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a synonym for being—the being of matter and of consciousness—in dialectical materialist philosophy. Throughout the history of philosophy, the concept of existence has usually been applied to a thing’s external being, which, in contrast to a thing’s essence, is comprehended by experience rather than by thought. Scholasticism perceived the duality of essence and existence as reflecting a fundamental dichotomy in the natural, or created, universe—a dichotomy sublated only in god: the existence of a thing is not deducible from its essence but is ultimately determined by the creative will of god.
The British empiricists of the 17th and 18th centuries, such as Locke and Hume, recognized the reality of isolated facts, whose existence cannot be deduced in any way and which are determined by sense experience, the source of all knowledge. Modern rationalism, as taught by Descartes, Spinoza, Fichte, and Hegel, bases its interpretation of existence on the unity of thought and being. Essentially, these philosophers regard existence as something reasonable, or rational. Leibniz and Kant attempted to reconcile these two viewpoints.
Leibniz recognizes two kinds of truth: the eternal truths of reason and the truths of fact. According to Leibniz, however, the distinction between the two exists only within human reason, which is finite; in divine reason the distinction is sublated. Kant recognizes the ontological significance of the existence of the unknowable “thing-in-itself”: such existence, in principle, is not logically deducible, since it is impossible logically to deduce the existence of any sense phenomenon. Reason provides formal connections only, while the senses furnish the material for reason.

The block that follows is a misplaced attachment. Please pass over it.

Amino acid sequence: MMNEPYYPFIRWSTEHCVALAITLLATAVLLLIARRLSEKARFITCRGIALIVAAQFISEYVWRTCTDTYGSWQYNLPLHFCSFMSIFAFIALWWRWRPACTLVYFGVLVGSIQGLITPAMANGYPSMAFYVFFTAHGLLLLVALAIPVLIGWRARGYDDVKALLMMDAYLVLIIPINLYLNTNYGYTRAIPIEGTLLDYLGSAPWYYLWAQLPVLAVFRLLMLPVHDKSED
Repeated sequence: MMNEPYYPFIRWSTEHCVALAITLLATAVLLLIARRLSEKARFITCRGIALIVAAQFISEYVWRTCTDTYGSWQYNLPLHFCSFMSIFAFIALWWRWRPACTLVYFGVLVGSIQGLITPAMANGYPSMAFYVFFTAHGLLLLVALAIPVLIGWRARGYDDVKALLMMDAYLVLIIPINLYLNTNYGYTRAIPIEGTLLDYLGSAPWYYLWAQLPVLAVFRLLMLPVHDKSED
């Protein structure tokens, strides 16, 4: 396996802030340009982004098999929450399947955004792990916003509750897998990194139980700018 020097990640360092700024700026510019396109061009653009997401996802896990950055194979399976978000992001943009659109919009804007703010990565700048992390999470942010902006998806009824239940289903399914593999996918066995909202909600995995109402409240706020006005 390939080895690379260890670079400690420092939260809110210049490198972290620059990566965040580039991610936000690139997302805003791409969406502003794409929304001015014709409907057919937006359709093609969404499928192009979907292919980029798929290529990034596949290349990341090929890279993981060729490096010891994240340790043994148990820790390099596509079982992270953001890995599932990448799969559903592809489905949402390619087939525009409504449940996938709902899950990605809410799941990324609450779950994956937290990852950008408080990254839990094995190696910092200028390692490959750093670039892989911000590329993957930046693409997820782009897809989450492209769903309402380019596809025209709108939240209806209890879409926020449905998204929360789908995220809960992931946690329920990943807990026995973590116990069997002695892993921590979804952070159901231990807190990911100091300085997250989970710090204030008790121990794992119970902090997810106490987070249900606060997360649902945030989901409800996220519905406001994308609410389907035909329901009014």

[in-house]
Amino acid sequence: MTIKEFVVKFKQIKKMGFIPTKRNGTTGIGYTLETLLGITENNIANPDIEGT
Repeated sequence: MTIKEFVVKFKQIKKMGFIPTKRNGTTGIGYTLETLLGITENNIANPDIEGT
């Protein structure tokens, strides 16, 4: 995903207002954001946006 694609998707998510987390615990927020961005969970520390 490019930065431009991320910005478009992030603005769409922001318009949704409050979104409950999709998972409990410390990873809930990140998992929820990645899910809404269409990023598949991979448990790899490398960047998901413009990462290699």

With Kierkegaard, the category of existence acquires a basically new meaning. In contraposition to rationalism—Hegel’s, in particular—Kierkegaard proposes that existence be understood as that human reality which is apprehended directly. Existence, according to Kierkegaard, is unique, personal, and finite. Finite existence has its own destiny and is historical in nature, for in Kierkegaard’s view history is inseparable from the finiteness of existence, from its nonrepeatability—that is, from destiny.
In the 20th century, Kierkegaard’s concept of existence has been revived and plays a central role in the existentialism of K. Jaspers, M. Heidegger, J.-P. Sartre, and G. Marcel. In this school of thought, existence (from which the term “existentialism” derives) is correlated, as it were, with transcendence—that is, with man’s extension beyond his own limits. According to existentialism, both the link between existence and transcendence, which is inaccessible to thought, and the finiteness of existence are revealed by the very fact of existence. On the other hand, the finiteness of existence, or mortality, is not merely the empirical fact of the end of life; rather, it is a principle determining the structure of existence and permeating all human life. Hence the existentialists’ characteristic interest in “borderline” situations, such as suffering, dread, guilt, or anxiety, which throw light on the nature of existence.
Marxist philosophy, opposing all forms of idealism, regards existence as the objective reality of matter in its diverse forms and as that being—in the sociohistorical sense—which determines man’s position in society.
P. P. GAIDENKO